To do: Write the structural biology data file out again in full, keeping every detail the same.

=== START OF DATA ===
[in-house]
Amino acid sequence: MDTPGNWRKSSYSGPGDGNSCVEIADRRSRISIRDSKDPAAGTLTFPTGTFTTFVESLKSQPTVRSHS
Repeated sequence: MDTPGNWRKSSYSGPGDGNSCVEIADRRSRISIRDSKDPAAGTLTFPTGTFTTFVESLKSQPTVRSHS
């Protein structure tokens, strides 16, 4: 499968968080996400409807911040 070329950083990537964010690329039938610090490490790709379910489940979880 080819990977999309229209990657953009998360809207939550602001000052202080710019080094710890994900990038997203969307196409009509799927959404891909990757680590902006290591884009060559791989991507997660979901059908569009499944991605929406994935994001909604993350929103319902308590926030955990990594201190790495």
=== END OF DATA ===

[in-house]
Amino acid sequence: MDTPGNWRKSSYSGPGDGNSCVEIADRRSRISIRDSKDPAAGTLTFPTGTFTTFVESLKSQPTVRSHS
Repeated sequence: MDTPGNWRKSSYSGPGDGNSCVEIADRRSRISIRDSKDPAAGTLTFPTGTFTTFVESLKSQPTVRSHS
């Protein structure tokens, strides 16, 4: 499968968080996400409807911040 070329950083990537964010690329039938610090490490790709379910489940979880 080819990977999309229209990657953009998360809207939550602001000052202080710019080094710890994900990038997203969307196409009509799927959404891909990757680590902006290591884009060559791989991507997660979901059908569009499944991605929406994935994001909604993350929103319902308590926030955990990594201190790495």